Interview: SeaKeepers at the United Nations Glasgow Climate Change Conference

By SeaKeepers Staff

The International SeaKeepers Society attended the UN Climate Change Conference (COP26) on November 1st, 2021. Our head of International Partnerships, Gill Rodrigues, attended the first public day of the 12-day summit taking place in Glasgow, Scotland. This is the biggest environmental summit the United Kingdom has ever hosted.

Gill chats with us on representing SeaKeepers overseas and what COP26 means to the future of our planet. From the collective energy at the event to accelerating climate solutions, this conference provided an historic opportunity to improve the state of our ocean.

em1 seakeepersPhoto credit: Gill Rodrigues

What’s the atmosphere like in Glasgow?

Glasgow was bustling on the first day of the conference. It feels as if all roads lead to the city and everyone is looking to COP26 for leadership and solutions. The main transport arteries are gridlocked as cavalcades of official cars head to the conference. Although security was tight and the queues to enter are long, once inside the atmosphere is electric and inclusive. After years of planning this crucial conference has begun, the anticipation was palpable. SeaKeepers couldn’t be more thrilled to be a part of this extraordinary summit dedicated to addressing the issues of climate change in the hopes of accelerating the transition to a zero-carbon world.

What does COP26 mean?

COP stands for Conference of the Parties. This is the 26th meeting since countries signed the United Nations Framework Convention on Climate Change (UNFCCC). It’s an opportunity for countries to come together and agree coordinated action to address catastrophic climate change.

Will COP26 make a difference?

COPs do make a difference. In Paris in 2015, countries pledged to keep the rise in Earth’s temperature below 2°C. All countries are now being urged to revise this to a 1.5C target. To stay within 1.5C, we must stop emitting carbon dioxide and other greenhouse gases, from burning fossil fuels, from agriculture and animal farming which create methane, from cutting down trees and from some industrial processes. Things that can’t be adapted or stopped altogether must be offset by increasing carbon sinks, such as forests, peatlands and wetlands, which act as vast carbon stores. We are looking to set a balance and achieve net zero. A daunting task.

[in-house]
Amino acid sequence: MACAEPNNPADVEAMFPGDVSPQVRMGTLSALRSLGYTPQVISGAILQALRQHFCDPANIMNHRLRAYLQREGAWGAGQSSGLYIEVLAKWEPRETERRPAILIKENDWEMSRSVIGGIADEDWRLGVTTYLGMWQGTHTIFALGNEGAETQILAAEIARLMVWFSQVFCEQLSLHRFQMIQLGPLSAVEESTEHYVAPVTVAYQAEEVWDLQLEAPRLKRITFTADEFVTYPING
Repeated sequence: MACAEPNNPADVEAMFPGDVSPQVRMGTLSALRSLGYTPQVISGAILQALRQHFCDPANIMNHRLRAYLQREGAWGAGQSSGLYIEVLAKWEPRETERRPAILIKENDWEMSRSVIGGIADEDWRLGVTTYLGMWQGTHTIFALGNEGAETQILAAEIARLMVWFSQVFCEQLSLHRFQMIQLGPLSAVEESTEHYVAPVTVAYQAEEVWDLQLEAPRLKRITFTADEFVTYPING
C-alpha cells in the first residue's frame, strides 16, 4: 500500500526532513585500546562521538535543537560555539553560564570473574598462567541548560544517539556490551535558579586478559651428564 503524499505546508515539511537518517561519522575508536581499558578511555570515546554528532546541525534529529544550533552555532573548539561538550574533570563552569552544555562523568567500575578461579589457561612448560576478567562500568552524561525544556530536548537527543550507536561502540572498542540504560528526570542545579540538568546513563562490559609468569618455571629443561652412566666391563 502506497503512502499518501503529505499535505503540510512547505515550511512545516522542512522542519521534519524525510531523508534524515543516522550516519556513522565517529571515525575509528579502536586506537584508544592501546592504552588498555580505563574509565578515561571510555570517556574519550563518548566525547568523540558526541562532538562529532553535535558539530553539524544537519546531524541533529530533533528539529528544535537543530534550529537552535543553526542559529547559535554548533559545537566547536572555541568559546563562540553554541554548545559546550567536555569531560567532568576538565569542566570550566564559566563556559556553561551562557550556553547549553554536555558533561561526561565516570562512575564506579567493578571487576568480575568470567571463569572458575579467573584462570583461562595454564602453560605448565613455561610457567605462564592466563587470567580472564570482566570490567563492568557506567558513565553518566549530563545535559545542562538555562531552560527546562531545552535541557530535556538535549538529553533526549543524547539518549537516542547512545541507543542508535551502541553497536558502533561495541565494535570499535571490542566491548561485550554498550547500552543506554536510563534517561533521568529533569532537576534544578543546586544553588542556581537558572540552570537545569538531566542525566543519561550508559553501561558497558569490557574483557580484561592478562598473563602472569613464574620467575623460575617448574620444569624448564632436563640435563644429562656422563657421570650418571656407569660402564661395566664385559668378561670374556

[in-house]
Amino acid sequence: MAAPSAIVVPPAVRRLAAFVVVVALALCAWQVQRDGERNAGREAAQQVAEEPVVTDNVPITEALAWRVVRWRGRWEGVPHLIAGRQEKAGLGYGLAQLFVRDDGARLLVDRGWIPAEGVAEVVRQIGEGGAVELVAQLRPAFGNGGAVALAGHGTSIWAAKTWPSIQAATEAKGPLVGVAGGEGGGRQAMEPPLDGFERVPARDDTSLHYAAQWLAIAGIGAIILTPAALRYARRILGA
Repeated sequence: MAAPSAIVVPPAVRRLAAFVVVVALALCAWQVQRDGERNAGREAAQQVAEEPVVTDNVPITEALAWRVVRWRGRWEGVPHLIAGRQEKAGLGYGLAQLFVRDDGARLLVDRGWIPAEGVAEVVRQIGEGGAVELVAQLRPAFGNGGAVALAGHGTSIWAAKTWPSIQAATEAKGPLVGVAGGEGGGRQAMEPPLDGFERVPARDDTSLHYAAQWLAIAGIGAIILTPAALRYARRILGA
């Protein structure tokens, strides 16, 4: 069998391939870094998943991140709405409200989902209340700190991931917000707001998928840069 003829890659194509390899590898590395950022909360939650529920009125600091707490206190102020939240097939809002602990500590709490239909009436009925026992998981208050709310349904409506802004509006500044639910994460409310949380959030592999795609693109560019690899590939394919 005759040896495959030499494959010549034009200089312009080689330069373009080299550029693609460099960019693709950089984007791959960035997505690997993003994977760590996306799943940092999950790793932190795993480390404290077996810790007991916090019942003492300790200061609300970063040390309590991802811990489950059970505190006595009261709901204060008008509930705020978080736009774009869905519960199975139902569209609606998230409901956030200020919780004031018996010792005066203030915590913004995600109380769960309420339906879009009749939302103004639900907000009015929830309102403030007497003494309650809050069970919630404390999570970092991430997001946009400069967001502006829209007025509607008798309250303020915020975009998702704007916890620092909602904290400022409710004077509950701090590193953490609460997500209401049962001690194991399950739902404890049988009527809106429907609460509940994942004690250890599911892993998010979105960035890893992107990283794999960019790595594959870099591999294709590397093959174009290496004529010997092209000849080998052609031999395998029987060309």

Why is this conference important?

This gathering is seen as a “make-or-break” moment in the global climate emergency, with countries due to review their progress for the first time since the Paris Agreement was established in 2015. There’s also an opportunity for leading organizations and young activists to raise their voices and commit to action on climate change. As an organization that focuses on research and education for the next generation, it’s immensely important to our mission that we pave the way for a cleaner and more sustainable future.

em2 seakeepersPhoto credit: Gill Rodrigues

What’s the main focus of this summit?

Temperature rise must slow down if we want to avoid the worst consequences of climate change, scientists say global warming needs to be kept to 1.5C by 2100. However, unless action is taken, the planet could still warm by more than 2C by the end of this century. If nothing is done, scientists think global warming could exceed 4C, leading to devastating heatwaves, millions losing their homes to rising sea levels, and irreversible loss of plant and animal species.

Why is ocean conservation and research important? Decision-makers agree that we can’t address the climate crisis without protecting the ocean. The vastness of our oceans has always been unfathomable, and it is relatively unexplored. But we know it plays a key role in our climate. Better understanding of deep-sea biodiversity will offer insight into how these systems influence the climate & are influenced by climate change.

em3 seakeepersPhoto credit: Gill Rodrigues

What was the highlight of the day for you?

On the first day, I attended SeaKeepers’ partner and longtime supporter, Schmidt Ocean Institute’s session: CLIMATE AND THE DEEP-SEA WORLD: SCHMIDT OCEAN INSTITUTE’S GLOBAL EFFORTS – A VISUAL JOURNEY AND PANEL. It was a vibrant, capacity event with a live question and answer session.